From the start at Stone Mountain, the reborn Klan started to solicit memberships. Among them was Gutzon Borglum.

Because of their deep involvement with the early fund-raising and their increasing political clout in Georgia, Klansmen, along with the United Daughters of the Confederacy, were able to influence the ideology of the carving, and they strongly supported an explicit Confederate memorial. Ironically, the population of the city of Stone Mountain is now almost 70% African American.

Stone Mountain Park

Stone Mountain Park surrounds the Confederate memorial with a golf course, bell carillon, airport etc. A 1994 press release boasted on the cover "Preserving and Enhancing a Natural Legacy."

The skylift takes visitors to the summit, where they can see downtown Atlanta, often Kennesaw Mountain, and on very clear days even the Appalachian Mountains. The short broadcast tower at the top transmits three non-commercial stations: FM radio station WABE 90.1MHz (NPR), television station WGTV channel 8 (GPTV/PBS), and weatheradio station KEC80 on 162.550MHz.

Stone Mountain Park is a Georgia state park, but one of three which is privately-run. The Silver Dollar City company currently has the contract to operate the park and its amusement park rides. Some events for the 1996 Summer Olympics were held at the park. [1] (http://www.stonemountainpark.com/) [2] (http://www.stonemountainpark.org/)

On September 16, 2003, a small airplane crashed around dusk into the back of the mountain, a remote cliff area which is not normally accessible. One person was confirmed dead, apparently the pilot, who reportedly had engine trouble, and may have been trying to reach the airport in the park. Firefighters had to take the skylift up and then rappel more than halfway down to the site of the wreckage. The only other known crash on the mountain was in 1957.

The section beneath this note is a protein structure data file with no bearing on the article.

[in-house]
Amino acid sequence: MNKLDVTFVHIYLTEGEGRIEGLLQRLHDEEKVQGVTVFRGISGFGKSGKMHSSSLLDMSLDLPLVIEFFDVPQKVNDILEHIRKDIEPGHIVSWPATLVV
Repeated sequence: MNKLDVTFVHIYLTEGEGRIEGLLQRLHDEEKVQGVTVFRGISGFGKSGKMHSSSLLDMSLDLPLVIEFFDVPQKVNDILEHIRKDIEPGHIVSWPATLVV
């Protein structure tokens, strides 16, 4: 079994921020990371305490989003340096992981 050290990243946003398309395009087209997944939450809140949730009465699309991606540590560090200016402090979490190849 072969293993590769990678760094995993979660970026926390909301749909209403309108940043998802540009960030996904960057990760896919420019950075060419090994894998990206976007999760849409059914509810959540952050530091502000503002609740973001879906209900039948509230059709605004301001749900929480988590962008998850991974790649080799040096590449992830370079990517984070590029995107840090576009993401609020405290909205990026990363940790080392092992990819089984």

Stone Mountain was the place of discovery of the rare Georgia oak, several specimens of which can be easily found along the walk-up trail and in the woods around the base of the mountain.

External links


 

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Former: Atlanta-Fulton County Stadium | Loew's Grand Theatre | Omni Coliseum | SciTrek | Rich's

de:Stone Mountain

As a witness to the crash of the single engine airplane. I find it very hard to believe that the pilot had engine trouble. When the airplane flew across my neighborhood (that directly borders the rear side of the park) it was so low that we could not see it because of the trees. The airplane was moving fast, and the engine was strong and loud up to the moment of impact. The impact with the mountain was extremely loud and followed by a large fire that could be easily seen. Additionally, the private airport that was next to Stone Mountain Park had been closed for 3 years and had a line of telephone poles was installed down the runway by the new owners.